Chile’s Supreme Court Upholds Tax Secrecy Law

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By Tom Azzopardi

Chile’s Supreme Court has rejected a watchdog group’s bid to access confidential tax information, upholding individuals’ rights to privacy.

The Council for Transparency had requested that Chile’s tax authority Servicio de Impuestos Internos (SII) hand over information on taxpayers who had made use of a 2015 tax amnesty program. In the Dec. 5 ruling, the Supreme Court said releasing the information would hurt the government’s ability to collect taxes and would break confidentiality laws.

The process—established under the wide-ranging tax reform Law No. 20,780—invited taxpayers to reveal previously undeclared assets and income held abroad. Individuals would pay a flat 8 percent tax on the assets, but wouldn’t face criminal prosecution. SII officials agreed not to pursue previous taxes due on the assets and to maintain strict confidentiality about the taxpayers involved.

The law even included specific sanctions for SII officials who shared the information with third parties.

The Council on Transparency was created in 2009 and is made up of members appointed by Chile’s president and approved by the Senate. The watchdog receives and processes all information requests, prepare statistics, and provide information about how the country’s laws are applied.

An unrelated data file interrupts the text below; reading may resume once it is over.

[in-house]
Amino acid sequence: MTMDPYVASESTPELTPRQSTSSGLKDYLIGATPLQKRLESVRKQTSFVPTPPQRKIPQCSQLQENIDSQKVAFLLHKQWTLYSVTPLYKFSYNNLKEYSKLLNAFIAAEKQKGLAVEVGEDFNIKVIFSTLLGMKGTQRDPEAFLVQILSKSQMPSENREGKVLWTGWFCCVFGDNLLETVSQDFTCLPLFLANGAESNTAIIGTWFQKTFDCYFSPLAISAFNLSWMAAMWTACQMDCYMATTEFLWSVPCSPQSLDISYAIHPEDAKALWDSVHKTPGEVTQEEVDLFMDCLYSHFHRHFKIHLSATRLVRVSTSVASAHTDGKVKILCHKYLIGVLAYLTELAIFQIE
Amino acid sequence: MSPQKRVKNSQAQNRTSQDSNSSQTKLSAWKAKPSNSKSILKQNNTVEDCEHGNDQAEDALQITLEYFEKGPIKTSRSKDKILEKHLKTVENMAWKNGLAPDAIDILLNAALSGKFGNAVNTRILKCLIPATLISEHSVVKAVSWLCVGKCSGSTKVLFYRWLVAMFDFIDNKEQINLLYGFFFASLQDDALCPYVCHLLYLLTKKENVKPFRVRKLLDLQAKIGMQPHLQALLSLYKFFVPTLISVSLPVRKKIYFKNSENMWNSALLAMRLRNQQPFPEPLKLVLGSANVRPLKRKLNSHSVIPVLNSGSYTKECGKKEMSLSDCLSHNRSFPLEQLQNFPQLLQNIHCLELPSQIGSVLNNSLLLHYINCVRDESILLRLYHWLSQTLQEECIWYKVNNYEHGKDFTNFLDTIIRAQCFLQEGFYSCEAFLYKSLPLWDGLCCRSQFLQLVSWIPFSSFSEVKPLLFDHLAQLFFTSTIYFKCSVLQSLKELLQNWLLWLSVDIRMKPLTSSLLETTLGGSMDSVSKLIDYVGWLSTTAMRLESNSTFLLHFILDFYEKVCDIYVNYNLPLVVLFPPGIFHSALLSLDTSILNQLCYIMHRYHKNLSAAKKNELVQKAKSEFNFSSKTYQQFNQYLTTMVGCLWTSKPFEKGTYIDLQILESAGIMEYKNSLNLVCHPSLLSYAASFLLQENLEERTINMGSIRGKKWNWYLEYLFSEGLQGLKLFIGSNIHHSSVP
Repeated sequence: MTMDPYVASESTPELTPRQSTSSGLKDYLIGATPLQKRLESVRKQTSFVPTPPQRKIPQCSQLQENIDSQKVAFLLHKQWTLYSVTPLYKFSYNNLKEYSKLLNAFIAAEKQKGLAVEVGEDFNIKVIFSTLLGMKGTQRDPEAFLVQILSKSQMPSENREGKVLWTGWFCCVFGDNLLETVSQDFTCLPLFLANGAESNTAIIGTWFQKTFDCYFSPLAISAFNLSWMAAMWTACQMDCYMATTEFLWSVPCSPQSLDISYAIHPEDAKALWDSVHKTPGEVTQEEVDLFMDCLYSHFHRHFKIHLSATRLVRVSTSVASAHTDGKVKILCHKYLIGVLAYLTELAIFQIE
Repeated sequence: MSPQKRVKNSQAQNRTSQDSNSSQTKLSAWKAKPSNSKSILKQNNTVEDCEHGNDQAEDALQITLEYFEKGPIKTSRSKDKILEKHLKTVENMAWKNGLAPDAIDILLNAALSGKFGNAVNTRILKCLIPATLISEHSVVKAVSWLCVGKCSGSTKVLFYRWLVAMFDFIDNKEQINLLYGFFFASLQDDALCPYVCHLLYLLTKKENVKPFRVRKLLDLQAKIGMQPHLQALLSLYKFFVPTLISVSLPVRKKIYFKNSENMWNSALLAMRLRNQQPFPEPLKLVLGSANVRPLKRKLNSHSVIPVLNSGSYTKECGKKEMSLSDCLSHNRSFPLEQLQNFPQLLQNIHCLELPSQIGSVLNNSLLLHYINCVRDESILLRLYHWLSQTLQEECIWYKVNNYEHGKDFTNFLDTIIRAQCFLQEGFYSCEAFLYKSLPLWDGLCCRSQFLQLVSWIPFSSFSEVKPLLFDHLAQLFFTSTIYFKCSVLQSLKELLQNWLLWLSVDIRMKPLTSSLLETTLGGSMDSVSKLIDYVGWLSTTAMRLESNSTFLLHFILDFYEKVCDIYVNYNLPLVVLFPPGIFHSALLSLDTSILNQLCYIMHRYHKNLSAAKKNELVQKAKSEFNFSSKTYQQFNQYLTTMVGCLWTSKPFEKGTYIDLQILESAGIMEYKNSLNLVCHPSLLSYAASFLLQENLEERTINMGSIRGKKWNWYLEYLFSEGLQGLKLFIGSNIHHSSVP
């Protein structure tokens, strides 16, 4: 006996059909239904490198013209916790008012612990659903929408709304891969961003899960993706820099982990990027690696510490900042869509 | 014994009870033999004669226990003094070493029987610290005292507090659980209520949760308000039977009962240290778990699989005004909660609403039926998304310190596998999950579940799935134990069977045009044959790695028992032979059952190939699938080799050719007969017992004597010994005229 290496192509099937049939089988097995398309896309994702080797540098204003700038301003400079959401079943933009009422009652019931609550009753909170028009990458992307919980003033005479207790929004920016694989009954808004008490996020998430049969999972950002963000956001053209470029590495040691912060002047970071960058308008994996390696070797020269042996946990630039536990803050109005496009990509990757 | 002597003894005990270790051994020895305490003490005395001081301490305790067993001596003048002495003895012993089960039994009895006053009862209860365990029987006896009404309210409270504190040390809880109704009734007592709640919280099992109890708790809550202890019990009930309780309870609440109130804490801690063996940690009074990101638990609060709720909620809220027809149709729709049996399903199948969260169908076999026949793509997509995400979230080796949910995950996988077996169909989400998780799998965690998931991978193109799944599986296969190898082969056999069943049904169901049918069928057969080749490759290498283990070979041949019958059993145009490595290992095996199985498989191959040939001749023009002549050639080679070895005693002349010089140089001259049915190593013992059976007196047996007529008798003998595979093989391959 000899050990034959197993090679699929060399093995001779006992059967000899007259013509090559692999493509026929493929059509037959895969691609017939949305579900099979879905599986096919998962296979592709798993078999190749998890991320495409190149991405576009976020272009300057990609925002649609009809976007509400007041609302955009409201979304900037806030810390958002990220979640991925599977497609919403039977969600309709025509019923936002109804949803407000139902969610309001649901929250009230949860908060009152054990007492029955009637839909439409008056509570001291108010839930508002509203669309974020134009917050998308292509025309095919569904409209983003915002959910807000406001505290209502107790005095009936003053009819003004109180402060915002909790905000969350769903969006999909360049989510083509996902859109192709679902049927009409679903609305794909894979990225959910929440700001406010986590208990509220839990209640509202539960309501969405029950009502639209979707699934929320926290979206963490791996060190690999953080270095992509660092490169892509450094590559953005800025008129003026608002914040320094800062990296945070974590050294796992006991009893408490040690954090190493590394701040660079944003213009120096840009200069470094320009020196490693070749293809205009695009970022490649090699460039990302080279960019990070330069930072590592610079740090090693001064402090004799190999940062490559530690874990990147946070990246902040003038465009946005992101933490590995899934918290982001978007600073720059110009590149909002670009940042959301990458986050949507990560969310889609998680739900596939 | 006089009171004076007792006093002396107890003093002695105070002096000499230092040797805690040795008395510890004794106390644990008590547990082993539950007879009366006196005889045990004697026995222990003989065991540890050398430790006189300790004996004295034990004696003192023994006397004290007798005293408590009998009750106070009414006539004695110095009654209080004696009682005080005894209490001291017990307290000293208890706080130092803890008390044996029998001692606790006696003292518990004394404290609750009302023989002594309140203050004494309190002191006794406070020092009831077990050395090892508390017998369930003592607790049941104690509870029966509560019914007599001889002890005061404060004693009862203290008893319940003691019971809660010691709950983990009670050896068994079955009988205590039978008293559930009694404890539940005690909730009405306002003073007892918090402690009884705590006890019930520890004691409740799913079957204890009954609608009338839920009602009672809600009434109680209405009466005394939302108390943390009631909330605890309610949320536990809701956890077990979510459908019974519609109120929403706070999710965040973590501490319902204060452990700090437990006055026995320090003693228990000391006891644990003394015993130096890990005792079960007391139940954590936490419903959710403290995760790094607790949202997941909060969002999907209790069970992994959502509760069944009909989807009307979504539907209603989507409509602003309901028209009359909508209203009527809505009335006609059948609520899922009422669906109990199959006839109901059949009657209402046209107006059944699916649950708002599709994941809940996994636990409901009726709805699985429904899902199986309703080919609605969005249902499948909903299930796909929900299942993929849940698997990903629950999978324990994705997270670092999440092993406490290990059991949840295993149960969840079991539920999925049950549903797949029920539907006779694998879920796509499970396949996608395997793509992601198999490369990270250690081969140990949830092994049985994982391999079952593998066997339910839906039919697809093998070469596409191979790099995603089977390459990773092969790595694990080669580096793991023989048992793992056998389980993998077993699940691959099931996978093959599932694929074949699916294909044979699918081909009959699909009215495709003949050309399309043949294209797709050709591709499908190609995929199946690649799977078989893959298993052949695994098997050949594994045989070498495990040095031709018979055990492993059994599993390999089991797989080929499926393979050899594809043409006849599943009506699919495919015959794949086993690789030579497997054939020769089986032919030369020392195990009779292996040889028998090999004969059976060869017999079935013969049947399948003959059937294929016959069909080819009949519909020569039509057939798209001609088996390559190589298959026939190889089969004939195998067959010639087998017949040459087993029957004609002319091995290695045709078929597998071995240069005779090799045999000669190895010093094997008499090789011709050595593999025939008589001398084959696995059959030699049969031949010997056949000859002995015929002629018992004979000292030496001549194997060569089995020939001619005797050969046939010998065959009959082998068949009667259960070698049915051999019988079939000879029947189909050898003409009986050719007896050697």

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The Council on Transparency in March 2016 ordered the SII to provide information related to the tax amnesty program after a request by investigative journalists.

After the Santiago Court of Appeals supported the order, the SII said before the Supreme Court that the appeals ruling was illegal, which the three judges have now upheld.

“The ban on providing information to third parties shields not only the privacy, intimacy and reserved nature of personal data from third parties but it can also protect other legal values, such as the effective tax management and fiscal interest in the confidentiality of tax information which it uses as a mechanism to favor voluntary tax compliance and efficient tax raising, regulating relations of help and collaboration with other organs of the state and even with foreign institutions,” the ruling said.

“In summary, in this important ruling, the Supreme Court reaffirmed the validity of the tax secrecy,” the SII said in a statement on Dec. 6.

Complying with the order could also threaten Chile’s position in the Organization for Economic Cooperation and Development’s automatic information exchange program, where the protection of tax information is considered paramount, said Eduardo Torretti, a tax partner at Santiago law firm CorreaGubbins.

“One of the main stumbling blocks for less developed countries to enter the program has been whether they can guarantee confidentiality,” Torretti told Bloomberg Tax on Dec. 7.

To contact the reporter on this story: Tom Azzopardi in Santiago at correspondents@bloomberglaw.com

To contact the editor responsible for this story: Penny Sukhraj at psukhraj@bloombergtax.com

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